Anyone interested in thinking through the challenge of regulating social media needs to read and wrestle with a lengthy essay by The Shallows author Nicholas Carr in the latest issue of The New Atlantis, a quarterly journal of science and technology. The essay, ambitiously titled "How to fix social media," is filled with fruitful ideas, but it also understates the challenges faced by anyone trying to respond intelligently to the threats Facebook, Twitter, and other tech platforms pose to liberal democracy.
Much of Carr's essay is devoted to sketching the history of how Americans have regulated communications technology, from the postal system and telegraph on down to cable television. As he notes, such regulation is based on a fundamental distinction between direct communication between individuals (one-to-one mailed letters, phone calls, etc.), which are protected by rules governing privacy, and public communications (broadcasting from one to many), which have usually been subject to regulation for content with an eye to fostering and protecting the common good.
The history is illuminating, especially the parts implying individual messaging should be protected from intrusion by tech companies searching for information to sell to advertisers. But that's also the simplest problem posed by social media, precisely because it mirrors the structure of postal mail and telephonic communications.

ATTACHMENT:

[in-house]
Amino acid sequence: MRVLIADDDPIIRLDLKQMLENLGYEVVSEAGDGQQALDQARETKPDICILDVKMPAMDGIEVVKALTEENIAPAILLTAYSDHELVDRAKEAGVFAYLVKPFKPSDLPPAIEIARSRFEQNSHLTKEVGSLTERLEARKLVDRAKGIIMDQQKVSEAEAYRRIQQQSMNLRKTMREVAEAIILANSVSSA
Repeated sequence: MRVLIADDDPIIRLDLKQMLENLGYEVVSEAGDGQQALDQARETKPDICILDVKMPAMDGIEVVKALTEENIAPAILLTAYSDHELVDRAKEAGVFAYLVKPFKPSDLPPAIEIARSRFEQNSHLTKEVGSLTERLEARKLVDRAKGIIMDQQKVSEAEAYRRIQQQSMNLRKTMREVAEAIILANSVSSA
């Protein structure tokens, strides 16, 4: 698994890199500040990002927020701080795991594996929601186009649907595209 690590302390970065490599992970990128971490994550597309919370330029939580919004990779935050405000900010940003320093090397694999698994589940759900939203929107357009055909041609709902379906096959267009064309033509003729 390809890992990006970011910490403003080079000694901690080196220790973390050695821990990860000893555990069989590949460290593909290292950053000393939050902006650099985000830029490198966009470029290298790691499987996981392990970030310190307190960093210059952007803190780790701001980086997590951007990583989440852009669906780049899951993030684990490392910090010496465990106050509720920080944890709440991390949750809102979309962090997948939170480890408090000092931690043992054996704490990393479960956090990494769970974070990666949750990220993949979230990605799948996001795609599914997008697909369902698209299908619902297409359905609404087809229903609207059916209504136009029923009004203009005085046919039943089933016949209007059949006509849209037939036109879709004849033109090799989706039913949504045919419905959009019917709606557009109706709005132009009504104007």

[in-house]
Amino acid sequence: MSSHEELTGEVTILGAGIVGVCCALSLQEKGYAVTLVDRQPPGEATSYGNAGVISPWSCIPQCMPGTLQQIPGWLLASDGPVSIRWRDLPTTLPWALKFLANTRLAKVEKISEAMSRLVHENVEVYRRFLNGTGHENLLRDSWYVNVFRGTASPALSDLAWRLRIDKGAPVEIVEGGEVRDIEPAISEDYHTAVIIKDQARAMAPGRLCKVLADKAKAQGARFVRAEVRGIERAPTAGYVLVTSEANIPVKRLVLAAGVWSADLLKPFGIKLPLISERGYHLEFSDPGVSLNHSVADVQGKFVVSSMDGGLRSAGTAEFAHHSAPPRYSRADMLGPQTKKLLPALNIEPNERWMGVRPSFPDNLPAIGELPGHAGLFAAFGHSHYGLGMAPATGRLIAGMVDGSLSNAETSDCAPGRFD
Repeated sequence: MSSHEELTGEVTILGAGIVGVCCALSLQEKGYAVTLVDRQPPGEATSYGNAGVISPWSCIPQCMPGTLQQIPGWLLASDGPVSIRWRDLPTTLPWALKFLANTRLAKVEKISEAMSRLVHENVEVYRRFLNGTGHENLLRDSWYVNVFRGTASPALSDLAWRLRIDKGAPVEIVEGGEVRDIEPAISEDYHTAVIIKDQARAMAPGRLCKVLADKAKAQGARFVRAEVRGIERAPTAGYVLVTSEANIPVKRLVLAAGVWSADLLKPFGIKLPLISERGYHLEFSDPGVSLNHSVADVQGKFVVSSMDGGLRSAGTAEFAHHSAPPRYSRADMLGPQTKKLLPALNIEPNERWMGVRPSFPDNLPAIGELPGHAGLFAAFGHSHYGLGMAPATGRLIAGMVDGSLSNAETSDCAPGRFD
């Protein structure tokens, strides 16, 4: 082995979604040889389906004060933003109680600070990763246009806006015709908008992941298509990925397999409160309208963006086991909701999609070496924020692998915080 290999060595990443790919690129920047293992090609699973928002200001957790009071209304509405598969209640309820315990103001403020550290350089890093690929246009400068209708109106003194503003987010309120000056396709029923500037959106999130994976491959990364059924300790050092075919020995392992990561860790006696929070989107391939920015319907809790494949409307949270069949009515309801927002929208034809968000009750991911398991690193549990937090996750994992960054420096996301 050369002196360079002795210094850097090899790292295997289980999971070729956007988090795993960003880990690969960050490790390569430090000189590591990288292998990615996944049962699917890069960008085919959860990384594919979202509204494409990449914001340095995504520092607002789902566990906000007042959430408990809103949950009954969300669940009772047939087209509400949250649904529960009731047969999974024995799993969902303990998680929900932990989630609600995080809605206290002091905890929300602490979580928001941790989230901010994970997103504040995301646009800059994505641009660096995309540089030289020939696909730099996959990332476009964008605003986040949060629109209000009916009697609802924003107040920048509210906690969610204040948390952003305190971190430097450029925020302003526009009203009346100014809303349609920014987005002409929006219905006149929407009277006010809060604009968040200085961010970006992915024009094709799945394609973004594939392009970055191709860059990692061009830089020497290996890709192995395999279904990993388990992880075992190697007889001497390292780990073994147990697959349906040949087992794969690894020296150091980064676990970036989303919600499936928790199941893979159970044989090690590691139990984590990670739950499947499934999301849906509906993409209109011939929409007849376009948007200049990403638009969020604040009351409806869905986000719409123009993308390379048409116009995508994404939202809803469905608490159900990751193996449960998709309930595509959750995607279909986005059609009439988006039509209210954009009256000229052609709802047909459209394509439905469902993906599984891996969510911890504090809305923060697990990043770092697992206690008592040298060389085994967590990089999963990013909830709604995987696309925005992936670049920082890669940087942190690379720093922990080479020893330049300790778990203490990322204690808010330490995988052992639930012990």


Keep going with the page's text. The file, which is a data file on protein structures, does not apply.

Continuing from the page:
Social media is most politically pernicious in its role as a "broadcaster" of opinions from individual users to the public at large. Yet, to assimilate social media to the broadcasting model, Carr vastly understates the novelty of social media's broadcasting approach. Forced into that historic model, a platform like Facebook resembles a radio with billions of stations, each one run by an individual user, who decides for herself what content to post and promote. Regulating the platform is then mainly a problem of scale: How can a regulatory agency exercise oversight over so many broadcasters operating in such a sprawling digital landscape?
But that's only one dimension of the challenge. The far greater one is that the broadcast model doesn't even apply to what Facebook and other social media companies do. When I open my Facebook feed, I don't just tune a dial, maneuvering my way across neutral airwaves to find my favorite stations/users. Rather, I'm shown a series of posts custom curated to me, based on an interaction between the company's proprietary algorithm and information I've provided to the company in the form of "likes" and clicks during my previous visits. The company's overriding goal is to keep me "engaged" any way it can so advertisers can sell me products perfectly tailored to my preferences. All the pernicious political effects of social media — siloing, polarization, radicalization — follow from this way of doing business.
Can government regulate such a product without directly challenging this business model? I don't see how. Hopefully Carr will address this dilemma in future writings about how to fix our social media problem.